At train stations in the UK (and I also noticed in Italy) - the departure/arrival boards use orange text on a black background.

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However, at airports there appear to be a much wider variety of colour and layout for the same use case.

Is there a reason or any research on why departure board are different for different modes of transport, and whether orange on black is significantly more readable than white on black?

  • 2
    In Germany it's different, they are using a blue background with white text. Any combination of colors that makes it readable is ok.
    – Krebto
    Commented Feb 24, 2017 at 11:28
  • 4
    With many things like this I assume readability decisions were not the core driver. More likely - "we need some display boards, go and find the cheapest provider that looks ok".
    – JonW
    Commented Feb 24, 2017 at 11:37
  • It's an interesting convention that can also be seen in roadside variable-message (matrix) signs, which use the same or similar technology.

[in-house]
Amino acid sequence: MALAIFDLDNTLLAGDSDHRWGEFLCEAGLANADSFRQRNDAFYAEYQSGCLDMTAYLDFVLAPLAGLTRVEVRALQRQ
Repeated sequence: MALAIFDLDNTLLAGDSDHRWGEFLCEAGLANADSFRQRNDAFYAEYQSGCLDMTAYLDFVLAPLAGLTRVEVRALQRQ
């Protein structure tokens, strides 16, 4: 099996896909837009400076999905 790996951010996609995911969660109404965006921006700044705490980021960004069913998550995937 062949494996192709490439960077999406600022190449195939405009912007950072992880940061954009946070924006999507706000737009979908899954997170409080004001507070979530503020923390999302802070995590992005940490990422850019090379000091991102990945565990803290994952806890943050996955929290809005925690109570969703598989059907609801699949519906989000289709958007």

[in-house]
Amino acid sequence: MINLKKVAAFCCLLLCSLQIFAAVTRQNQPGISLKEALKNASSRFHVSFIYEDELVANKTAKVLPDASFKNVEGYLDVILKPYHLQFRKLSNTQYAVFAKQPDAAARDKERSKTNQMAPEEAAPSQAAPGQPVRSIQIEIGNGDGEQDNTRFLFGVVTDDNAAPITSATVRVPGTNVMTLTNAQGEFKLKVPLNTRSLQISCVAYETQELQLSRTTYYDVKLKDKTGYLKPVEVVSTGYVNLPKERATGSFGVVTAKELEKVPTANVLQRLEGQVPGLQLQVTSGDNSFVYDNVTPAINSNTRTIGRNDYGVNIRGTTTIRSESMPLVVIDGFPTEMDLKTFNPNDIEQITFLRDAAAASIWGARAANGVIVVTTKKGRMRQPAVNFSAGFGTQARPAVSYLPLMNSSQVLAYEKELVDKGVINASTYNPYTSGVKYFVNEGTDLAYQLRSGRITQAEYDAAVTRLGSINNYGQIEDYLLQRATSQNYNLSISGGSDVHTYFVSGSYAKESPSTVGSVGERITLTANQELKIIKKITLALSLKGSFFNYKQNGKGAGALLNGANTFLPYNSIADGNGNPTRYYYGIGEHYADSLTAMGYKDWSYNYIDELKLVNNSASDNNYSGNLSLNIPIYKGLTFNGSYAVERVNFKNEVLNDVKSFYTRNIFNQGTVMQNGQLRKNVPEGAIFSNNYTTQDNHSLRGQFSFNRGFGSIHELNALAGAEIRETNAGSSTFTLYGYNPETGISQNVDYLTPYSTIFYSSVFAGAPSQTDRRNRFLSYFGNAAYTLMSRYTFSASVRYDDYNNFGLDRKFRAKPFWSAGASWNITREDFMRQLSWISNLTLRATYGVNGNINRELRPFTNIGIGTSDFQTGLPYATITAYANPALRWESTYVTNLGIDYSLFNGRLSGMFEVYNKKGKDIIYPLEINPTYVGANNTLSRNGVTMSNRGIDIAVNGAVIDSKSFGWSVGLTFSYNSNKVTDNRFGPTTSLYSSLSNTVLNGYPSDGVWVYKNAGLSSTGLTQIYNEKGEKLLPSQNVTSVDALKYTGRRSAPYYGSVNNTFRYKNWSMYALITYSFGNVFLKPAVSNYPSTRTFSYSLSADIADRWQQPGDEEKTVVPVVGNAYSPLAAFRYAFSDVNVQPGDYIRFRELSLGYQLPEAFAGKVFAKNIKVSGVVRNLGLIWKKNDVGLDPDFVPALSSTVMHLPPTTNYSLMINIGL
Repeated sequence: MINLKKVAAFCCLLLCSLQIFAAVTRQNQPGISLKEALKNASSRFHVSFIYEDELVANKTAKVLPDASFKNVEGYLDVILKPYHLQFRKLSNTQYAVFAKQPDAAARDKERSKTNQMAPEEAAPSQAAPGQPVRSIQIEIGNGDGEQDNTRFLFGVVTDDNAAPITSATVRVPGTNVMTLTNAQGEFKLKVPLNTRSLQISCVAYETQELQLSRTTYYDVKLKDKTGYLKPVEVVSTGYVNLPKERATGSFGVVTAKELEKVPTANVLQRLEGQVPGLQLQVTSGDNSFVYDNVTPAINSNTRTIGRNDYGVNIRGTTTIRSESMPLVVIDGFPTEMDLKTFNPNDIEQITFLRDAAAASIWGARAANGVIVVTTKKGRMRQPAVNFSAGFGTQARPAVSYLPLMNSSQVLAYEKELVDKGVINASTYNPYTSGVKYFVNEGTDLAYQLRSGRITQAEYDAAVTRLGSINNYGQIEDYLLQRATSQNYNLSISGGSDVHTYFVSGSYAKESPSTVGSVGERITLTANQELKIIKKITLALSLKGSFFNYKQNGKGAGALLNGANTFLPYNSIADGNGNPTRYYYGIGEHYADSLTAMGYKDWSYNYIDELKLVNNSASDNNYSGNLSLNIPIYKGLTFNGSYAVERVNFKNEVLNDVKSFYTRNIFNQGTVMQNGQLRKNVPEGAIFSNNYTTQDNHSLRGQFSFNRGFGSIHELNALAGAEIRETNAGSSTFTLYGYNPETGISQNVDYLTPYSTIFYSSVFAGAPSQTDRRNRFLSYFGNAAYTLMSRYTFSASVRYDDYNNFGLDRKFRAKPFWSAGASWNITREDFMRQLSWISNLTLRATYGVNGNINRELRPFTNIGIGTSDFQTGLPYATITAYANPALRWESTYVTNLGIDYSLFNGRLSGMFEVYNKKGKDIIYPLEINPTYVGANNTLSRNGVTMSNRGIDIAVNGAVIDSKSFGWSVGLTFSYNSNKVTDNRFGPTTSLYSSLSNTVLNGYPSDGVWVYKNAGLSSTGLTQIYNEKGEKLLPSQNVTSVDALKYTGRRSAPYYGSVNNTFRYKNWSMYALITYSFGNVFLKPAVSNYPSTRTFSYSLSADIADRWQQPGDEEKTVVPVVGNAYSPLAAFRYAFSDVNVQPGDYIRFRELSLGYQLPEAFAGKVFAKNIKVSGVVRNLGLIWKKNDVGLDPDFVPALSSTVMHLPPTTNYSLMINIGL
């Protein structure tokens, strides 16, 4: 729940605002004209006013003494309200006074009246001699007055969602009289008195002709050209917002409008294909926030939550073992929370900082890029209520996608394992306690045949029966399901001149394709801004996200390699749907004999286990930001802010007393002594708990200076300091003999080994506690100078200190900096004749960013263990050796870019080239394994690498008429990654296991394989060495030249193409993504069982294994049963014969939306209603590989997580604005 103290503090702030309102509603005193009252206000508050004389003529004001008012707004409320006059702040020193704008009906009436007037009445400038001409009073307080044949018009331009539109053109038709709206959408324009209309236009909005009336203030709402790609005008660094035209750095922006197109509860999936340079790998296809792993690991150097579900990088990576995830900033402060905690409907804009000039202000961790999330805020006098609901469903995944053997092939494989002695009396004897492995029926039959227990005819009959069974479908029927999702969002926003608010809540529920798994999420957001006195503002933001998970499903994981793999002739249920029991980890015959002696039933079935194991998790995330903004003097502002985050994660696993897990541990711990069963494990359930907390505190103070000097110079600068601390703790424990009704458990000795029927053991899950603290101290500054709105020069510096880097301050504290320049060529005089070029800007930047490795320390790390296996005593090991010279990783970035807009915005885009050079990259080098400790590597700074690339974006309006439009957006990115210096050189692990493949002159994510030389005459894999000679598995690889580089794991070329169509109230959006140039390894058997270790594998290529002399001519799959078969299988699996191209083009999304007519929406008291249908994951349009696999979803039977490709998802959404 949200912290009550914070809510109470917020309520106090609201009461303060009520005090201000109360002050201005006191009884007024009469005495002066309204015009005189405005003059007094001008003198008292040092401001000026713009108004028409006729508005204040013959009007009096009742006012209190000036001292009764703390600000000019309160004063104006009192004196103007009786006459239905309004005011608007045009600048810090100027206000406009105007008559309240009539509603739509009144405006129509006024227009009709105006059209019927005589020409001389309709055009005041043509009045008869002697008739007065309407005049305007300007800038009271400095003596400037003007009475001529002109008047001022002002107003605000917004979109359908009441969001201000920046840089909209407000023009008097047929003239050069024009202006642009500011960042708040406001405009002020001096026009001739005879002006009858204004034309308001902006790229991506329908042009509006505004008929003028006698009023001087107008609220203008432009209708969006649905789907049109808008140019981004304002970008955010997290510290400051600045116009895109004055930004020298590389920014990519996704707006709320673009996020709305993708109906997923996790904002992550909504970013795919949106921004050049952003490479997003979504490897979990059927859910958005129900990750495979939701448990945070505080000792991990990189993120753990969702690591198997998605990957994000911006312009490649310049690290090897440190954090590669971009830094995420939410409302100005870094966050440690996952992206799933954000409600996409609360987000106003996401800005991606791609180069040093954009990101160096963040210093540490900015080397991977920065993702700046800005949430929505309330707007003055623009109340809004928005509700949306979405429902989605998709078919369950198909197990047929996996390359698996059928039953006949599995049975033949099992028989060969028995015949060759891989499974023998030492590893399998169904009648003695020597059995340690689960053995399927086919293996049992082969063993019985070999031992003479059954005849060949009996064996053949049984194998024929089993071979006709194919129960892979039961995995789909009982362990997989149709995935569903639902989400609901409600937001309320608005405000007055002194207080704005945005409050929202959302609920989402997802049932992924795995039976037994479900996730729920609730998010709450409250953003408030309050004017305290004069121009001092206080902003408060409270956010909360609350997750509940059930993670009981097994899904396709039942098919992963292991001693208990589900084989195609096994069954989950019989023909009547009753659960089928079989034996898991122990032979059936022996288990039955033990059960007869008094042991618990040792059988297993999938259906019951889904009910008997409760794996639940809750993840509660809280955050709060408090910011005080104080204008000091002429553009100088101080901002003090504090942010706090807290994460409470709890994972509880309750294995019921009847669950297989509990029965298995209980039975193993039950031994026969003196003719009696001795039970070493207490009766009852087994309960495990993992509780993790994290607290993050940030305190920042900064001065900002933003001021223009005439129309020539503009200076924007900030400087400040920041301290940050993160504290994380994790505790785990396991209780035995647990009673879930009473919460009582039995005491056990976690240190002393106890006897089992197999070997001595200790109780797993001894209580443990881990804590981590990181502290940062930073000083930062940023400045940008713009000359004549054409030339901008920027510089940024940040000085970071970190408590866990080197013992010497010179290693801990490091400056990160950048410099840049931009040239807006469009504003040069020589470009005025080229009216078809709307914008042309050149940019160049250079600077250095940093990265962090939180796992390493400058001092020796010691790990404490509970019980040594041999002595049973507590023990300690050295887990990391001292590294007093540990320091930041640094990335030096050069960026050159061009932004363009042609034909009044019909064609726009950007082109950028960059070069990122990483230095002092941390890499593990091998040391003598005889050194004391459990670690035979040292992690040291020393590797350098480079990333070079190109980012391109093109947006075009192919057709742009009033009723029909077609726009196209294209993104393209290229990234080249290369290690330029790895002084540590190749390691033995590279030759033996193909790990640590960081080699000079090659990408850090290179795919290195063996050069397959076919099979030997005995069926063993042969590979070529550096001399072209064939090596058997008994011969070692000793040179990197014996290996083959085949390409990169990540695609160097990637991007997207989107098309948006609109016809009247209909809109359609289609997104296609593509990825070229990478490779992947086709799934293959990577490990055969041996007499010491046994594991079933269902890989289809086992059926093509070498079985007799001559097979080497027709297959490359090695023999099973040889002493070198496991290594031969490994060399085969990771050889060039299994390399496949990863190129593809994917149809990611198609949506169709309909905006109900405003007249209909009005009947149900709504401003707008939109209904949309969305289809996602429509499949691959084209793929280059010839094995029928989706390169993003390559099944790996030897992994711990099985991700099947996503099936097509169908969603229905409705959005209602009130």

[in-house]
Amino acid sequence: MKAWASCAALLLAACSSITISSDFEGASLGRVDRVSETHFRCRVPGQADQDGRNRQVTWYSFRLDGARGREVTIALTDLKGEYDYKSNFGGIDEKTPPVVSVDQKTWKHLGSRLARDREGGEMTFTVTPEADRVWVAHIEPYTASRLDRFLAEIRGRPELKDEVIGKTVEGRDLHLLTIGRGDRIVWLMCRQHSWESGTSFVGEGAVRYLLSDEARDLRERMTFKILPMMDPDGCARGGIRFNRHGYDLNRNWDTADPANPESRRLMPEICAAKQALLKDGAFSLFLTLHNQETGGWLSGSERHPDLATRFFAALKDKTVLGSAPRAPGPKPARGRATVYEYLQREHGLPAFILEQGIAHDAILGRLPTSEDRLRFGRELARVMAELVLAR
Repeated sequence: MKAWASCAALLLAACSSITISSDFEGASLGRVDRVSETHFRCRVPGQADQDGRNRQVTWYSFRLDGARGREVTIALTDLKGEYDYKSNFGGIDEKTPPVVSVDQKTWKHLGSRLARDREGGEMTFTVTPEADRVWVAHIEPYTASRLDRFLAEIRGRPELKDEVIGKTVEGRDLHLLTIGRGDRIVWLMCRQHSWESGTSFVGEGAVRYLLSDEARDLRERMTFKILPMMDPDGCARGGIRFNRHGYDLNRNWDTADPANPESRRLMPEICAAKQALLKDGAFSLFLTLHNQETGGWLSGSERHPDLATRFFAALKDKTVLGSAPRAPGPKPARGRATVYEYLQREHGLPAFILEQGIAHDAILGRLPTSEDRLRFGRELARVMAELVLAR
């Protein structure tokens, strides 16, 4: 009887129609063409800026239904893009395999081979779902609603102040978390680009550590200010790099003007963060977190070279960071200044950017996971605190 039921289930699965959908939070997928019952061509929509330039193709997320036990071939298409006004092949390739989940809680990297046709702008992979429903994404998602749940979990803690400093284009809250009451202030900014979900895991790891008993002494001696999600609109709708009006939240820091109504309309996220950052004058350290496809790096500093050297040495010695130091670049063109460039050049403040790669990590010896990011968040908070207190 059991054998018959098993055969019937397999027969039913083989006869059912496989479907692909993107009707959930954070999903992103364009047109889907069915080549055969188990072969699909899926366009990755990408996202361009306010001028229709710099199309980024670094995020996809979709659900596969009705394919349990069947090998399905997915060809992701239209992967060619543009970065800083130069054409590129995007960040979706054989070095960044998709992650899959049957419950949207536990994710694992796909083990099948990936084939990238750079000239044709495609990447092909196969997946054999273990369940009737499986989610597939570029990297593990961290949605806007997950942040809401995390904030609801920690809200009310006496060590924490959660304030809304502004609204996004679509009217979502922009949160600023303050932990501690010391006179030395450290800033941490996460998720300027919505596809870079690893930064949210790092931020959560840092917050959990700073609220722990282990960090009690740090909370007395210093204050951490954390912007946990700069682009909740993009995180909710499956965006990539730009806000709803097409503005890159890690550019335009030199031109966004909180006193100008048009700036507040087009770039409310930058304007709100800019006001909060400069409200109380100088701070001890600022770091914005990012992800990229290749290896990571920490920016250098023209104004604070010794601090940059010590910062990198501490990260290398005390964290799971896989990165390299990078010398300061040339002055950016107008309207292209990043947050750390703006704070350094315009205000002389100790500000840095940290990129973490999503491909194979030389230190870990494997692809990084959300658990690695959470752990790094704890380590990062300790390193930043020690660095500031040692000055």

– Matt Obee
    Commented Feb 24, 2017 at 12:05
  • Notice how the lights are orange but the printed text is white.
    – Alvaro
    Commented Feb 24, 2017 at 12:25
  • en.wikipedia.org/wiki/British_Rail_corporate_liveries The reason I'd guess is that black and yellow/orange are the train colours (intercity 225=the icon of the 80s), even in these days of multiple private operators it holds over. A quick search of network rail shows their trains in yellow and black too. Commented Feb 24, 2017 at 13:00

1 Answer 1


Simply because orange LEDs used to be brighter and more reliable than white ones. The Rail Vehicle Accessibilty Regulations require specific amounts of contrast in on board information screens and may cover on-station screens also.

Infotec is one of the more commonly seen manufacturers of these displays in the UK, and do now offer white-on-black screens which have been rolled out to some locations, as well as white-on-blue LCD screens similar to those seen in Germany.

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